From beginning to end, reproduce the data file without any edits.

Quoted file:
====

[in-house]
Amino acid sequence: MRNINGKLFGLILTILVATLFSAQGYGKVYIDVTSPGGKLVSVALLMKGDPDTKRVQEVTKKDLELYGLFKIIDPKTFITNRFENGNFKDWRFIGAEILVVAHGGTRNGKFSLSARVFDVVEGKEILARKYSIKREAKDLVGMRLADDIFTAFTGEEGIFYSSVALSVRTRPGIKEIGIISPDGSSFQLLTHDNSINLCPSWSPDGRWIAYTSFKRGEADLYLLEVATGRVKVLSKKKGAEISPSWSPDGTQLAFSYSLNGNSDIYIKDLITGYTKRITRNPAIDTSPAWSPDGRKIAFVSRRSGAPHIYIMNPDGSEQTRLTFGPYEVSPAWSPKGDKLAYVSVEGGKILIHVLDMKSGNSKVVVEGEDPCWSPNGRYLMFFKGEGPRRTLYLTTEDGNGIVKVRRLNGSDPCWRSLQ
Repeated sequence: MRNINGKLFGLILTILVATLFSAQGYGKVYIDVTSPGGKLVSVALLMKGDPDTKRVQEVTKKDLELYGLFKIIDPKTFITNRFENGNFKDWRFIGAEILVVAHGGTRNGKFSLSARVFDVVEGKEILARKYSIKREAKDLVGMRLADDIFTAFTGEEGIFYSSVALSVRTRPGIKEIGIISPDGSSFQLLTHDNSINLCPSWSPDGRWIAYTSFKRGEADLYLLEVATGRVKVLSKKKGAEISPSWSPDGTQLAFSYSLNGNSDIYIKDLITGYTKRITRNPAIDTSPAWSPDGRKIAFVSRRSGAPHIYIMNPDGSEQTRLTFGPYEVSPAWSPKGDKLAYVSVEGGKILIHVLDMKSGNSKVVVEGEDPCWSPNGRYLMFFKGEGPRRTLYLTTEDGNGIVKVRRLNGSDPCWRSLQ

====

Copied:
[in-house]
Amino acid sequence: MRNINGKLFGLILTILVATLFSAQGYGKVYIDVTSPGGKLVSVALLMKGDPDTKRVQEVTKKDLELYGLFKIIDPKTFITNRFENGNFKDWRFIGAEILVVAHGGTRNGKFSLSARVFDVVEGKEILARKYSIKREAKDLVGMRLADDIFTAFTGEEGIFYSSVALSVRTRPGIKEIGIISPDGSSFQLLTHDNSINLCPSWSPDGRWIAYTSFKRGEADLYLLEVATGRVKVLSKKKGAEISPSWSPDGTQLAFSYSLNGNSDIYIKDLITGYTKRITRNPAIDTSPAWSPDGRKIAFVSRRSGAPHIYIMNPDGSEQTRLTFGPYEVSPAWSPKGDKLAYVSVEGGKILIHVLDMKSGNSKVVVEGEDPCWSPNGRYLMFFKGEGPRRTLYLTTEDGNGIVKVRRLNGSDPCWRSLQ
Repeated sequence: MRNINGKLFGLILTILVATLFSAQGYGKVYIDVTSPGGKLVSVALLMKGDPDTKRVQEVTKKDLELYGLFKIIDPKTFITNRFENGNFKDWRFIGAEILVVAHGGTRNGKFSLSARVFDVVEGKEILARKYSIKREAKDLVGMRLADDIFTAFTGEEGIFYSSVALSVRTRPGIKEIGIISPDGSSFQLLTHDNSINLCPSWSPDGRWIAYTSFKRGEADLYLLEVATGRVKVLSKKKGAEISPSWSPDGTQLAFSYSLNGNSDIYIKDLITGYTKRITRNPAIDTSPAWSPDGRKIAFVSRRSGAPHIYIMNPDGSEQTRLTFGPYEVSPAWSPKGDKLAYVSVEGGKILIHVLDMKSGNSKVVVEGEDPCWSPNGRYLMFFKGEGPRRTLYLTTEDGNGIVKVRRLNGSDPCWRSLQ